The groups and their leaders published disinformation and invented conspiracies against the government and those they considered liberal or left. In 1940 they said President Roosevelt was a Jew who had changed his name from Rosen-feld. They warned that immigrants were secret Jewish Communists infiltrating the USA. They attacked what they alleged was the liberal and leftwing media. Similar to the Trumpist birther conspiracy and rightwing attacks on immigrants as Muslim terrorists.

The obvious parallels with US President Donald Trump and his supporters today, coupled with the rise of modern neo-Nazi organizations, racism, isolationism, and repressive authoritarianism among them cannot be missed. The Nazis did not go away when they lost the war: they remain among us, festering and spreading. In his review of the book, Robert Siegel writes,

First, Hart reminds us of how many Americans found fascism and anti-Semitism either attractive or unobjectionable when those isms were spreading rapidly across Europe. According to a 1939 Fortune poll that he cites, 13 million Americans agreed with the statement that Jews should be deported “to some new homeland as fast as it can be done without inhumanity.” Second, it is impossible to read about the 1930s without comparing those times to today’s Trumpian nationalism and modern-day calls for mass deportations, to be conducted of course “without inhumanity.”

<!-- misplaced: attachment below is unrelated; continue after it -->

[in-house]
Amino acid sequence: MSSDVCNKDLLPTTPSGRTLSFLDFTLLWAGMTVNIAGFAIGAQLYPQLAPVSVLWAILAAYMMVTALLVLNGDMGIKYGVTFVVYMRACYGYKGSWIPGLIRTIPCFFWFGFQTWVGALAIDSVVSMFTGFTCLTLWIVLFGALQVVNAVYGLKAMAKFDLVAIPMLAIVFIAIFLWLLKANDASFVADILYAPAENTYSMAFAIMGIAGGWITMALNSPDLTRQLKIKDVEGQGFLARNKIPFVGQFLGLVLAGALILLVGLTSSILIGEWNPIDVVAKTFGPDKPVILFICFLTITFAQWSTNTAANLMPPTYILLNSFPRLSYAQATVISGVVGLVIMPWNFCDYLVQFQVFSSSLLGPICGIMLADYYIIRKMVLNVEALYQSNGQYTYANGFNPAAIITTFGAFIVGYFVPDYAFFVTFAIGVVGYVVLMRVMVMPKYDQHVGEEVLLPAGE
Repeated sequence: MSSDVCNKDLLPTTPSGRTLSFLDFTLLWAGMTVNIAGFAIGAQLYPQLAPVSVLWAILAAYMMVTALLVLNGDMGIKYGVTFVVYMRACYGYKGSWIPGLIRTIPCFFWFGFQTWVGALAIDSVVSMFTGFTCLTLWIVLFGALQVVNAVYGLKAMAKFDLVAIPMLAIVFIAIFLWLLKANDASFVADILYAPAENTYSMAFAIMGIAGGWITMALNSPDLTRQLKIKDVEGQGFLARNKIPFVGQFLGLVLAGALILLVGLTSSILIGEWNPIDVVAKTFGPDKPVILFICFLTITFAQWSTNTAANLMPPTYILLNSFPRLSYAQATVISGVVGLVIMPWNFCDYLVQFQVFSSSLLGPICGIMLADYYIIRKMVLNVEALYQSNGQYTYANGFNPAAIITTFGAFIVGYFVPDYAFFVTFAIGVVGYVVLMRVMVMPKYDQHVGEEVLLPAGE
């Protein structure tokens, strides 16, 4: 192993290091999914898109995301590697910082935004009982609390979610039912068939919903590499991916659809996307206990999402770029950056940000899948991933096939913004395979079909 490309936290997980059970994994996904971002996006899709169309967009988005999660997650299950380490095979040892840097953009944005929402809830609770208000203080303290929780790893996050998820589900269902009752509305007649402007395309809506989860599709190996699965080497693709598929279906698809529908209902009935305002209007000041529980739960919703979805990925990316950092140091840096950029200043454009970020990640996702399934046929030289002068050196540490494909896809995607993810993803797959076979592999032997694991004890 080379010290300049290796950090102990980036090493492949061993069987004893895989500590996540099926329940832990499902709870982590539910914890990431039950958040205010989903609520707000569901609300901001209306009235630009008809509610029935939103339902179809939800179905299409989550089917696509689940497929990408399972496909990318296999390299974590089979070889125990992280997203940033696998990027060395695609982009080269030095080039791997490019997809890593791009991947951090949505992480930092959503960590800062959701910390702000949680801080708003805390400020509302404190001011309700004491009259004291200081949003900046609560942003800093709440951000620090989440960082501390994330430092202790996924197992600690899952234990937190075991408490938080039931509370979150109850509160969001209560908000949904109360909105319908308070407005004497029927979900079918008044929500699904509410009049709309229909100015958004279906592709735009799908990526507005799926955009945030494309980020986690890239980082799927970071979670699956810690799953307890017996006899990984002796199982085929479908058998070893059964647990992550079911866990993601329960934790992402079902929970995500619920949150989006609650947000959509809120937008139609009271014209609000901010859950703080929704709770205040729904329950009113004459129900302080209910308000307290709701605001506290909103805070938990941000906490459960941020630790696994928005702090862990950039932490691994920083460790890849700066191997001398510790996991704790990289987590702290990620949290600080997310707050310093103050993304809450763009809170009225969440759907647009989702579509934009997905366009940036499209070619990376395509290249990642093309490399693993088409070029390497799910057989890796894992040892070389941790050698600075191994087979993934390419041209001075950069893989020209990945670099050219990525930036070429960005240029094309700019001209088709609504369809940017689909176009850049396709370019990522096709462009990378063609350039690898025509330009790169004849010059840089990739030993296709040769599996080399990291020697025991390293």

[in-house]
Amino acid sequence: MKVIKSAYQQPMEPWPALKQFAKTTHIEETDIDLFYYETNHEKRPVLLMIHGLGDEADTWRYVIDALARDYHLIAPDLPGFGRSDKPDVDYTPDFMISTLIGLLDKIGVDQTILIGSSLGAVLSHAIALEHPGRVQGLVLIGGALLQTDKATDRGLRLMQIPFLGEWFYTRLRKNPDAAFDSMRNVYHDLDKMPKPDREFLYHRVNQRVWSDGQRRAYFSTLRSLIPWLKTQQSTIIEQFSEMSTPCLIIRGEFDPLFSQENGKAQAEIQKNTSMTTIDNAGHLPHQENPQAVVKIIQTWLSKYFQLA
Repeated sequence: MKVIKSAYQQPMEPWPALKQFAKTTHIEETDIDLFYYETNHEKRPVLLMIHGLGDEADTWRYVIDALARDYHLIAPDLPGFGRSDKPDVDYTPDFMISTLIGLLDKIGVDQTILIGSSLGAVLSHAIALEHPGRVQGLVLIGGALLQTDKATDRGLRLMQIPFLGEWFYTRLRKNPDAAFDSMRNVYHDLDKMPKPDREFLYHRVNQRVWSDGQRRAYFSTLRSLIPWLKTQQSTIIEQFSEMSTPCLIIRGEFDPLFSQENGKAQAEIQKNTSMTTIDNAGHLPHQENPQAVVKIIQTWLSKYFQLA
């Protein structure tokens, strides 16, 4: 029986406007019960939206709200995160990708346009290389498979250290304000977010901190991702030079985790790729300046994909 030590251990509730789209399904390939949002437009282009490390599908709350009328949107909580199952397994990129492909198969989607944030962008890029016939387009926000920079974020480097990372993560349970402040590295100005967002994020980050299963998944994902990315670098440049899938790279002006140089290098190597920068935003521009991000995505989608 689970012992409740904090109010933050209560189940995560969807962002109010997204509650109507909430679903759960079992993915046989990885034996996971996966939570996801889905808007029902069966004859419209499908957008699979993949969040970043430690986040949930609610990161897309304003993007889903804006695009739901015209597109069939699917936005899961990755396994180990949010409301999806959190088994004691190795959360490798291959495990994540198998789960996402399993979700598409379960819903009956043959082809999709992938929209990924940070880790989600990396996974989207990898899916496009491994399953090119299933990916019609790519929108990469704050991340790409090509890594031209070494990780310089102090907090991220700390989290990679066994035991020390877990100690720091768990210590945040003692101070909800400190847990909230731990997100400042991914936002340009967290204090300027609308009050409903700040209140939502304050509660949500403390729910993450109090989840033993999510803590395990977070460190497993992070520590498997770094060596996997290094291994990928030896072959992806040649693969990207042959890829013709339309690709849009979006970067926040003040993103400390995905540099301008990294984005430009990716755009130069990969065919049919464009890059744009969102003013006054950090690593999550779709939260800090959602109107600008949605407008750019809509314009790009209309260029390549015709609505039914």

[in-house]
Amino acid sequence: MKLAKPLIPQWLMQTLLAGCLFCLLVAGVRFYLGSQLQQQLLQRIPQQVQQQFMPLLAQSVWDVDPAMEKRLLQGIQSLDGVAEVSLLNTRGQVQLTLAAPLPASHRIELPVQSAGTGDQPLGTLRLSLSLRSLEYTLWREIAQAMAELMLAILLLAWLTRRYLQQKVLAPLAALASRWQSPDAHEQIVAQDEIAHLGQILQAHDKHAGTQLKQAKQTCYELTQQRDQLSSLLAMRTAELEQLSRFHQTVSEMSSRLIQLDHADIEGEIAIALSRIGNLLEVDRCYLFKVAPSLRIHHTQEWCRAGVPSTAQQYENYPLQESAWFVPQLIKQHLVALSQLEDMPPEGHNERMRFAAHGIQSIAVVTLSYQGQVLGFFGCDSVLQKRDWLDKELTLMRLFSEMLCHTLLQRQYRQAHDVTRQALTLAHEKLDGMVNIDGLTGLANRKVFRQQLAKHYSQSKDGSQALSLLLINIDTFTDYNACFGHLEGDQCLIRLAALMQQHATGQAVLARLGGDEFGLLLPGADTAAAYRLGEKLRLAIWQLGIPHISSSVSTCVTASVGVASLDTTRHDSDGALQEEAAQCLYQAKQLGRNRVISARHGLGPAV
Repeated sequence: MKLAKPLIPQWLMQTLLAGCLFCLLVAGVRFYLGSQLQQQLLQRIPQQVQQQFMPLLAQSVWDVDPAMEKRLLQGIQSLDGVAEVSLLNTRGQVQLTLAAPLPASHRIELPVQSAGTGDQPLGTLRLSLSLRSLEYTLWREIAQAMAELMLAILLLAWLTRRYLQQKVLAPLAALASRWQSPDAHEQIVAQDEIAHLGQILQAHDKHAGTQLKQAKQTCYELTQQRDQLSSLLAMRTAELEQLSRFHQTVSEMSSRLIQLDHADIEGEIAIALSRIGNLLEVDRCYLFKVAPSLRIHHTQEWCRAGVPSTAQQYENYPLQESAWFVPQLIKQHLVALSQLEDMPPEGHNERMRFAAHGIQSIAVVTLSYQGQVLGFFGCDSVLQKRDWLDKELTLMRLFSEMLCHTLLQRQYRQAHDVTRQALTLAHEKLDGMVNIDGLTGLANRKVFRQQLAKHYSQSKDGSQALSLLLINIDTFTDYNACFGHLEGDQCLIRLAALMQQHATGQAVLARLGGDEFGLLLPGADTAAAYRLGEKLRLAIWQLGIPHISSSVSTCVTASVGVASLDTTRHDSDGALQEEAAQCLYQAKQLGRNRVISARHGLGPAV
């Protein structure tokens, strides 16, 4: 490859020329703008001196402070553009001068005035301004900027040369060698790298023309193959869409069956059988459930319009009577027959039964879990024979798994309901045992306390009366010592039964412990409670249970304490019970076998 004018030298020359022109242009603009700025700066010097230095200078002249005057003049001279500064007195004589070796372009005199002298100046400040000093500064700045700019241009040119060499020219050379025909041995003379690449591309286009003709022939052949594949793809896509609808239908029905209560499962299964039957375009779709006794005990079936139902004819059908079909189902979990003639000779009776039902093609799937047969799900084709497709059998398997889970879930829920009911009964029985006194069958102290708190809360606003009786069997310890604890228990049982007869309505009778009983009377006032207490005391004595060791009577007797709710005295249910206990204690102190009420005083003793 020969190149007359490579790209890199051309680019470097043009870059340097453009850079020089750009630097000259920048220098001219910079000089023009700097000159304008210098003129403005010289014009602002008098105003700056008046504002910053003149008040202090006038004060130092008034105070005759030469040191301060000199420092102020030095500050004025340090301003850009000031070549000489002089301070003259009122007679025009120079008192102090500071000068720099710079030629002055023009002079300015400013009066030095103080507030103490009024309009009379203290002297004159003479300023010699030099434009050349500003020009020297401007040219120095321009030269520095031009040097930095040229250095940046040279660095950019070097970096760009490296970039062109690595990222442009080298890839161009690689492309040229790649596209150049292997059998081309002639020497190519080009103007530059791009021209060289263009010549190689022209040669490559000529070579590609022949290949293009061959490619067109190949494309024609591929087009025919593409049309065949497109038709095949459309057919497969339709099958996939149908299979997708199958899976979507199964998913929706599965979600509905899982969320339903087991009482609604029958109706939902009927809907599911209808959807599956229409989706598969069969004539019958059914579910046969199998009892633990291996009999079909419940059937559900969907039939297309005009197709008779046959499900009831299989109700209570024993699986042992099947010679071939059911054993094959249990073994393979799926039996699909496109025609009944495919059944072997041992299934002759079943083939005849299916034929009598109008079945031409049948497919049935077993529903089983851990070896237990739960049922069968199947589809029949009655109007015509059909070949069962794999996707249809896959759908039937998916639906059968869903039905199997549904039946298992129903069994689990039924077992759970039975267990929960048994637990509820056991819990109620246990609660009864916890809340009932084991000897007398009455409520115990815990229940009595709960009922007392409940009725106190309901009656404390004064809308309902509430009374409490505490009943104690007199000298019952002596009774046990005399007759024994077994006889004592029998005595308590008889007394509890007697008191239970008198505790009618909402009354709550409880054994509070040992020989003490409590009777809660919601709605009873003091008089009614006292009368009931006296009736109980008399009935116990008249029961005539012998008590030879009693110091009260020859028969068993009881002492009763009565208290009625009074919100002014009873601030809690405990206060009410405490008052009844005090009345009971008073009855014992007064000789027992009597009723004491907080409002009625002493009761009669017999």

As Hart documents, one of the reasons the Nazis failed to spread their ideology further in the pre-war years was the concerted efforts by US intelligence agencies such as the FBI and The Office of Strategic Services (OSS: the CIA was not established until 1947). However, today many of those agencies have been subsumed into the current political administration to act not for the American people but rather to advance the ideological goals of the regime, so their ability to curtail rightwing terrorism has been crippled. Whether that changes under the incoming president remains to be seen.

The German rightwing nationalists in the early and mid-1920s — the volkisch (populist) movement — were balkanized into small, angry, noisy but disconnected groups, all squabbling to be seen as the main force, the prime spokespersons for the pro-volkisch electorate. It’s very similar to the American rightwing today with its disparate, blustering groups like the Proud Boys, KKK, Booglaoo Boys, the incel, anti-masker, anti-vaxxer movements, and others. They came together only after Hitler’s release from prison.